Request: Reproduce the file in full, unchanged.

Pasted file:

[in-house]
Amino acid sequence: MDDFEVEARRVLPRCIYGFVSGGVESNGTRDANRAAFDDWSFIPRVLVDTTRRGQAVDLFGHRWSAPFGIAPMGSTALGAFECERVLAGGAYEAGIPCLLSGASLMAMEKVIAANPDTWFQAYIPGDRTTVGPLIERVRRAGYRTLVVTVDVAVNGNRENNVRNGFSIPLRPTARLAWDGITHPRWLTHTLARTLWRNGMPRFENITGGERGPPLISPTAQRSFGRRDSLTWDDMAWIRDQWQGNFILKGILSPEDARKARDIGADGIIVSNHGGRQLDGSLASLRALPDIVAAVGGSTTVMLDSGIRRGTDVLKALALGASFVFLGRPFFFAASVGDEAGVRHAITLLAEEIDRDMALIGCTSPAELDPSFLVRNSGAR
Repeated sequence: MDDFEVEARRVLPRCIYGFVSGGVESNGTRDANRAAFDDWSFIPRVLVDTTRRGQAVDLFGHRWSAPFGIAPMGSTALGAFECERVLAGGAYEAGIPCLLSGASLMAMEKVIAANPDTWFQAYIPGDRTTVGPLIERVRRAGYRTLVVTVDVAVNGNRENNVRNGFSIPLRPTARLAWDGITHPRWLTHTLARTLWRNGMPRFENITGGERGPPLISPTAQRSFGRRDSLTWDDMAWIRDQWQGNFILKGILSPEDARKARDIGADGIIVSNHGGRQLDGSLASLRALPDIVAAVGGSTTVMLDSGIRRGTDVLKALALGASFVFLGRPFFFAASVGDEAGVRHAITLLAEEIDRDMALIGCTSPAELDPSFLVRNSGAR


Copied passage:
[in-house]
Amino acid sequence: MDDFEVEARRVLPRCIYGFVSGGVESNGTRDANRAAFDDWSFIPRVLVDTTRRGQAVDLFGHRWSAPFGIAPMGSTALGAFECERVLAGGAYEAGIPCLLSGASLMAMEKVIAANPDTWFQAYIPGDRTTVGPLIERVRRAGYRTLVVTVDVAVNGNRENNVRNGFSIPLRPTARLAWDGITHPRWLTHTLARTLWRNGMPRFENITGGERGPPLISPTAQRSFGRRDSLTWDDMAWIRDQWQGNFILKGILSPEDARKARDIGADGIIVSNHGGRQLDGSLASLRALPDIVAAVGGSTTVMLDSGIRRGTDVLKALALGASFVFLGRPFFFAASVGDEAGVRHAITLLAEEIDRDMALIGCTSPAELDPSFLVRNSGAR
Repeated sequence: MDDFEVEARRVLPRCIYGFVSGGVESNGTRDANRAAFDDWSFIPRVLVDTTRRGQAVDLFGHRWSAPFGIAPMGSTALGAFECERVLAGGAYEAGIPCLLSGASLMAMEKVIAANPDTWFQAYIPGDRTTVGPLIERVRRAGYRTLVVTVDVAVNGNRENNVRNGFSIPLRPTARLAWDGITHPRWLTHTLARTLWRNGMPRFENITGGERGPPLISPTAQRSFGRRDSLTWDDMAWIRDQWQGNFILKGILSPEDARKARDIGADGIIVSNHGGRQLDGSLASLRALPDIVAAVGGSTTVMLDSGIRRGTDVLKALALGASFVFLGRPFFFAASVGDEAGVRHAITLLAEEIDRDMALIGCTSPAELDPSFLVRNSGAR